Last month, we looked at the chordal hallmarks of early-era Pink Floyd. In the post-Syd Barrett days, as the band’s music became more ambitious and experimental, the chord sequences became lengthier and more complex too – as does this tutorial.
As we kick off in the somewhat guitar-unfriendly key of C# minor, we’re likely to be faced with more than a few barre chords. On the positive side, this gives us an opportunity to take a closer look at how barre chords work.
Strummed slowly and gently, you could think of this as a repeated four-bar sequence, with the G#sus4 and G# in the final bar. The C#m chord here avoids the barre by muting the two E strings with the tip and base of the first finger. You could also try it with a barre at the fourth fret but we like the more concise four-note version. Notice that the middle two chords are the same shape, moved down the guitar. This malleability is one of the barre chord’s greatest assets.
As in figure 1, the first three chords of figure 2 are given a bar each, with the G# and A chords sharing the fourth. We have deliberately re-voiced the G# major chord from the shape used in figure 1; as before, we like this concise version with the thumb-over for its clarity and punch.
You’ll notice that the C#m chord in figure 1 and the C# major chord in figure 2 are similar. This is because only one note needs to change to turn a minor into a major chord. In this case, the minor third, E, becomes the major third, E#. You might be able to spot a similar change between G#m and G# major, as B natural becomes B#.
When we reach the fourth chord in this section, we have yet another G# major voicing, this time with the first finger up at the 11th fret. Notice that the C#, G# and A chords are all based on the same shape, each chord taking its name from the note beneath the first finger on the A string.
Here we have a chord sequence that would serve well as a prog-rock interlude, the kind of which so rarely seen in modern pop music. Try playing a bar each of C#m and A, followed by bar of E, and half a bar of B and C. The C major might lead back to C#m and a repeat of this section, or back to figure 1 to begin the whole song again. In theory, the most likely chord to lead to C#m is G#, as we found in figure 1. This alternative B, C, C#m sequence is therefore very distinctive.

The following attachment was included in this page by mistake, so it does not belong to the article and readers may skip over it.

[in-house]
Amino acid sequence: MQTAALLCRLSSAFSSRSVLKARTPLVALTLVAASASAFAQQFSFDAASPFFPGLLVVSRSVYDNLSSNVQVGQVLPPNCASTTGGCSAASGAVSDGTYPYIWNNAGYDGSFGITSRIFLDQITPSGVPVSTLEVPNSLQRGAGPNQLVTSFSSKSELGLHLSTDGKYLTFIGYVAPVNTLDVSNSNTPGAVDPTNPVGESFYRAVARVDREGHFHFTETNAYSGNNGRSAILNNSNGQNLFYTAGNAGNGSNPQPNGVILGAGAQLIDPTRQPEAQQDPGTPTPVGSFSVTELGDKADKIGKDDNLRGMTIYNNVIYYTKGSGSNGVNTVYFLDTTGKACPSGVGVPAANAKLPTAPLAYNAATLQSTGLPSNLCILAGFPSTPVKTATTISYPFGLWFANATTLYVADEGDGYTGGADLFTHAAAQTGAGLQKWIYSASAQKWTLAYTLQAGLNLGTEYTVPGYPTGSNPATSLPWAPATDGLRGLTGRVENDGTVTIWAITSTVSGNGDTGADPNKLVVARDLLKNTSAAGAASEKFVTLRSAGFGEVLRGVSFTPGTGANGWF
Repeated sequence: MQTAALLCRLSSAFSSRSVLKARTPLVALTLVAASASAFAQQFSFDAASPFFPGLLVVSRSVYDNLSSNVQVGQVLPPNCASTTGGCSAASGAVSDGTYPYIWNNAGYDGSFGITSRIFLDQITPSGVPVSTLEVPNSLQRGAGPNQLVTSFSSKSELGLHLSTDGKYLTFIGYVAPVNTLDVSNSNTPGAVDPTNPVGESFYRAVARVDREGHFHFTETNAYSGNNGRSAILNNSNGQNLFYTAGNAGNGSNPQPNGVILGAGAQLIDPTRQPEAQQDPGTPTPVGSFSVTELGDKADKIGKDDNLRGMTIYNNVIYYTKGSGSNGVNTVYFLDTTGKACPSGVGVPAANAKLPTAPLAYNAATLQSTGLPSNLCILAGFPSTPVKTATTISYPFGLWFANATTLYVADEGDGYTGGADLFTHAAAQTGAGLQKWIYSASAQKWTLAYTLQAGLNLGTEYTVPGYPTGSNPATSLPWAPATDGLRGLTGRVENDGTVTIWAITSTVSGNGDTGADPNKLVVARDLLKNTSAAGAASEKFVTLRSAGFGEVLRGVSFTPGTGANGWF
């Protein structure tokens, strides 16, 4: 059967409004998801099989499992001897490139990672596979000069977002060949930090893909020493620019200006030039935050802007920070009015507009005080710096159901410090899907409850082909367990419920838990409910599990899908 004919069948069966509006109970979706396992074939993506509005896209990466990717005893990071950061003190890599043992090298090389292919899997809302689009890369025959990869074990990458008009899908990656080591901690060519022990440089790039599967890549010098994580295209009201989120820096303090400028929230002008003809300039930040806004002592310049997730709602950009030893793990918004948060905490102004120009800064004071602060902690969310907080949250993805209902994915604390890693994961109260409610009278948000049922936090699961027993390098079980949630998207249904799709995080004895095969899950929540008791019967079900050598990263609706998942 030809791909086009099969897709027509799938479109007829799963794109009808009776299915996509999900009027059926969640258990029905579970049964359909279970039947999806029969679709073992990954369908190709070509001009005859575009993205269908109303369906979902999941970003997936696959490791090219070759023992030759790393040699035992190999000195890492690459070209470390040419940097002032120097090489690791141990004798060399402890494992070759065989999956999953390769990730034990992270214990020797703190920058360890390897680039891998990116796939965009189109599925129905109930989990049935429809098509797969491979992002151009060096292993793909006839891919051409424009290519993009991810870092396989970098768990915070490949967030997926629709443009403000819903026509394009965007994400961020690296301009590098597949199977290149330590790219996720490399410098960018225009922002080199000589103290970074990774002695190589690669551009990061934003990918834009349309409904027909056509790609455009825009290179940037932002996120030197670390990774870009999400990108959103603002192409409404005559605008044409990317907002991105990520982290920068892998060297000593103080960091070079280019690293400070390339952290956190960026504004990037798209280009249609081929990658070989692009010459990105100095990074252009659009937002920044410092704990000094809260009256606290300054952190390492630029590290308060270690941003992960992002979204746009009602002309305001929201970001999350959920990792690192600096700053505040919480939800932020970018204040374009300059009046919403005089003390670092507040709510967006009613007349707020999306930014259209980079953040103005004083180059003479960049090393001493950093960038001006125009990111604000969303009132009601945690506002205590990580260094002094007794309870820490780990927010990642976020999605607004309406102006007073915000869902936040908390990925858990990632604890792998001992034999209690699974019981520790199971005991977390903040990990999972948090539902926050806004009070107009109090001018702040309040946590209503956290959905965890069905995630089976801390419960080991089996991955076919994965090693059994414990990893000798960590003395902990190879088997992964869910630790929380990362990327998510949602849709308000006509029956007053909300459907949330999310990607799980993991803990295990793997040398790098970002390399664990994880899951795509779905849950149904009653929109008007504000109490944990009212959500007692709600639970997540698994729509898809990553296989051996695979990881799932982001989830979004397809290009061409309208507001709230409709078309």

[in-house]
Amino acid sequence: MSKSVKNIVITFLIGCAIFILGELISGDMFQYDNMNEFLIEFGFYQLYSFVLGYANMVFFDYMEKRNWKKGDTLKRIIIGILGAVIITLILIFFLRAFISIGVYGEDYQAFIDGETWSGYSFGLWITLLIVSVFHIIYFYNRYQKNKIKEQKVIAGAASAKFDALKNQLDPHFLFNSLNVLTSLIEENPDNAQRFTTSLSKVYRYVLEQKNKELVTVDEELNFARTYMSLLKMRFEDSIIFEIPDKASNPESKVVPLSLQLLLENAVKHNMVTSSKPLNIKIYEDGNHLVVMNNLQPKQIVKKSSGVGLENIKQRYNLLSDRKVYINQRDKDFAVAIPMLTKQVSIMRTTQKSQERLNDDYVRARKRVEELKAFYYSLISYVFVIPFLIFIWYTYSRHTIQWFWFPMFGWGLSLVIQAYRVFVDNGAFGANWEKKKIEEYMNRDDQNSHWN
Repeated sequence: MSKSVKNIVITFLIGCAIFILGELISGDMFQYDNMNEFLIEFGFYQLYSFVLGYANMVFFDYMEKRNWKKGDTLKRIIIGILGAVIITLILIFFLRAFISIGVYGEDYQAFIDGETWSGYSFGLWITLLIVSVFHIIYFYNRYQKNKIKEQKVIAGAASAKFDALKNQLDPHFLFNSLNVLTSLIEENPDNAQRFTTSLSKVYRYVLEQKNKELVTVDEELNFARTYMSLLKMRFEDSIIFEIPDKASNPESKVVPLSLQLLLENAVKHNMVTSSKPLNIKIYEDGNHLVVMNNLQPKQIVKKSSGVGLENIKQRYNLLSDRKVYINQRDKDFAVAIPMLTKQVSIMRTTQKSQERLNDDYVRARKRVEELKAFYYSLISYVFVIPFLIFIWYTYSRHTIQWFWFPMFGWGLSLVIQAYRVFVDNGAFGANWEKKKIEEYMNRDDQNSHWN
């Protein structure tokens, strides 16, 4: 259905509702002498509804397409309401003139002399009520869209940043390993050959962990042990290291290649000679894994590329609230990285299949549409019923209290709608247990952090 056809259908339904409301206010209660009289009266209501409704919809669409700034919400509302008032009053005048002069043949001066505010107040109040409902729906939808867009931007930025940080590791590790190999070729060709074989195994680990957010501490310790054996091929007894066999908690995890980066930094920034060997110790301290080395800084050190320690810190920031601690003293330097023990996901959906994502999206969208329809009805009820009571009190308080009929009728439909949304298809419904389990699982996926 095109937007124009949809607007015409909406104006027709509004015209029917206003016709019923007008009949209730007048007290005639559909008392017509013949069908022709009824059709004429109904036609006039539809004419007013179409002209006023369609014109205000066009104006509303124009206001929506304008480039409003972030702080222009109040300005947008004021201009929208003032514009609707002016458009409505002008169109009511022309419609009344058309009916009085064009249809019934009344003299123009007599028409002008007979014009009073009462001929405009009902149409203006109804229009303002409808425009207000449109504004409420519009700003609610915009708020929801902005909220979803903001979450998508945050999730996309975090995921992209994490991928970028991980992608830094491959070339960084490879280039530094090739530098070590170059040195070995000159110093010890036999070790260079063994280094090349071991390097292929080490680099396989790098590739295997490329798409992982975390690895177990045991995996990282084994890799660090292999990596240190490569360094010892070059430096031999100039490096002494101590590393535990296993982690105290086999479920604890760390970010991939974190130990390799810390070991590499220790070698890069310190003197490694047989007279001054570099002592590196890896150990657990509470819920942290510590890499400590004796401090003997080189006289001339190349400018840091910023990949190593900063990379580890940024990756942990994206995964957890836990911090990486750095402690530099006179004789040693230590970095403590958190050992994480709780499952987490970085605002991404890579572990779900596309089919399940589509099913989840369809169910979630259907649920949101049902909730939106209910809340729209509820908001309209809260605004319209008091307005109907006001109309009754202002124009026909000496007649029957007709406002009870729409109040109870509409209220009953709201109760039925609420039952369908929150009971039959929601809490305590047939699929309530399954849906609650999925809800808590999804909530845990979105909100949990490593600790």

These chords would work well if we put down the pick and tried fingerpicking too. Using your thumb, alternate between the lowest two strings of each chord, on the beat. Meanwhile, play the top note of the chord with your middle finger at the same time as the first thumb note, and then fit in the note on the B string with your index finger, between the following bass notes.
Play two bars of the first two chords, followed by two bars of the next two chords, before returning back to two bars each of D and Dsus2. The open D in the base of all but one of these chords is known as a pedal-note, and adds an interesting quality to what would otherwise be a straightforward sequence.
Most of the chords required for figure 5 can be found in the earlier examples: the four-chord sequence G, A, C, G, and then back to figure 4 via the Bm chord from figure 5 and E from figure 3, and then the A from figure 3.
Most of the chords used in this Chord Clinic are root-position examples, which are ordinary majors and minors. The clever thing Gilmour and Pink Floyd did was to assemble these chords in stimulating and unusual ways, making use of key changes, pedal notes and unexpected cadences, thus creating the band’s unique sound.
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